The fallout continues for U.S. Secretary of Defense Lloyd Austin after he failed to disclose his hospitalization for three days last week to President Joe Biden and other senior officials. Even Deputy Secretary of Defense Kathleen Hicks was left in the dark about Austin's hospitalization when she took over his duties.
Austin's hospitalization was only made public by the Pentagon on Friday, Jan. 5, announcing in a statement that Austin had been admitted on Jan. 1 to "Walter Reed National Military Medical Center for complications following a recent elective medical procedure," adding that he was recovering and that Deputy Secretary of Defense Kathleen Hicks "was prepared to act for and exercise the power of the secretary if required."
Pentagon Press Secretary Patrick Ryder told CNN Sunday that Austin transferred "certain operational responsibilities that require constant secure communications capabilities" to Hicks on Jan. 2, while she was on vacation in Puerto Rico, but ultimately was not informed of Austin's hospitalization until January 4th. Ryder told CNN that it's "not uncommon" for the secretary to transfer responsibilities without giving a reason.
However, lack of communication from Austin and the Pentagon has left top officials flagging serious national security concerns.
"This, the handling of this by the Secretary of Defense, is totally unacceptable," former Vice President Mike Pence said on CNN's "State of the Union" Sunday. "At a time when we have allies at war in Eastern Europe and here in Israel, that the leader of America's military at the Pentagon would be out of commission for a number of days, and the president of the United States didn't know about it. I think it was a dereliction of duty."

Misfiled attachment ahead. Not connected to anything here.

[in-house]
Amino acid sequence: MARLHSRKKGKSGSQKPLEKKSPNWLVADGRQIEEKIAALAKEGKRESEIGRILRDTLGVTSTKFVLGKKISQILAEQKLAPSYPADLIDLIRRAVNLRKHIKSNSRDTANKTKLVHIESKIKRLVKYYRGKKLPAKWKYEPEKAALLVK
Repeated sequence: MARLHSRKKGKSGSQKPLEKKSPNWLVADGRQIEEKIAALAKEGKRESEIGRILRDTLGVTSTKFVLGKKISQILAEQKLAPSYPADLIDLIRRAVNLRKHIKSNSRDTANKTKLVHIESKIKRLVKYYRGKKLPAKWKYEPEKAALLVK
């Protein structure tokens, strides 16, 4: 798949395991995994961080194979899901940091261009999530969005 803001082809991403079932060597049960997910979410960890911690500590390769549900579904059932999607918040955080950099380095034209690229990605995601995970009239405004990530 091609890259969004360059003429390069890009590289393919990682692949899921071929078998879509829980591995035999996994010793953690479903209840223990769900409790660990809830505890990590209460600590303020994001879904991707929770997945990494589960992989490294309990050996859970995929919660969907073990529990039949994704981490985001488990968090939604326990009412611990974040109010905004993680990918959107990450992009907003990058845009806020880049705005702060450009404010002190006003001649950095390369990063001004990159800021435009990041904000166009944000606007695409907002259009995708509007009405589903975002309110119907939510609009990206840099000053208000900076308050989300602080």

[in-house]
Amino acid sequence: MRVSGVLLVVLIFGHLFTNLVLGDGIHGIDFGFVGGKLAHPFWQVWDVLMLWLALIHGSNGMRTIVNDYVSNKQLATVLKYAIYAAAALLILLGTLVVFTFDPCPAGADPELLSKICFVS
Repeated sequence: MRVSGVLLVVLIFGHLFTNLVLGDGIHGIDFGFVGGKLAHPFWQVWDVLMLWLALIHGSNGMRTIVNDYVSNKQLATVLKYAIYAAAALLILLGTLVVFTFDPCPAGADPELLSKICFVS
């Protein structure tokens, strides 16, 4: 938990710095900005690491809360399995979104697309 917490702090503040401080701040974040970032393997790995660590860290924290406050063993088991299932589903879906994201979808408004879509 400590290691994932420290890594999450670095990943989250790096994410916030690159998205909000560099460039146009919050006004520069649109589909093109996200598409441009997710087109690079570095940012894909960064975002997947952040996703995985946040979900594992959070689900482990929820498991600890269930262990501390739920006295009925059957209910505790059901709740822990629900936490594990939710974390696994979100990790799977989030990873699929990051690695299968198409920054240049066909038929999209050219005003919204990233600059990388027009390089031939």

U.S. Senator Roger Wicker responded to the news on X, writing, "I am glad to hear @SecDef is in improved condition, and I wish him a speedy recovery. However, the fact remains that the Department of Defense deliberately withheld the Secretary of Defense's medical condition for days. That is unacceptable."
In a statement Saturday, Secretary Austin addressed the backlash, writing, "I recognize I could have done a better job ensuring the public was appropriately informed. I commit to doing better. But this is important to say: this was my medical procedure, and I take full responsibility for my decisions about disclosure."
However, Representative James Clyburn from South Carolina says that while Austin has the right to HIPAA privacy like every other American, he's got a duty to carry it out.
"He does have a duty to keep the public informed, and I don't know if it was him or somebody inside of the military establishment that decided to do it this way, but I'm sure he will do a little bit better going forward," Clyburn said.
A senior Biden administration official told NBC that President Biden and Secretary Austin had a phone call Saturday night—their first since his hospitalization—adding that "it was a warm conversation" and that the president is looking forward to Austin's return to the Pentagon.
On Sunday, the Pentagon revealed additional information on Austin's hospitalization.
In a statement obtained by theAssociated Press, the Pentagon explained that following a medical procedure on Dec. 22 and a day at home, Austin was admitted to intensive care on Jan. 1 "when he began experiencing severe pain." However, the statement did not specify the nature of the procedure.
The Pentagon also stated on Sundaythat Austin remains hospitalized but is "recovering well and in good spirits."
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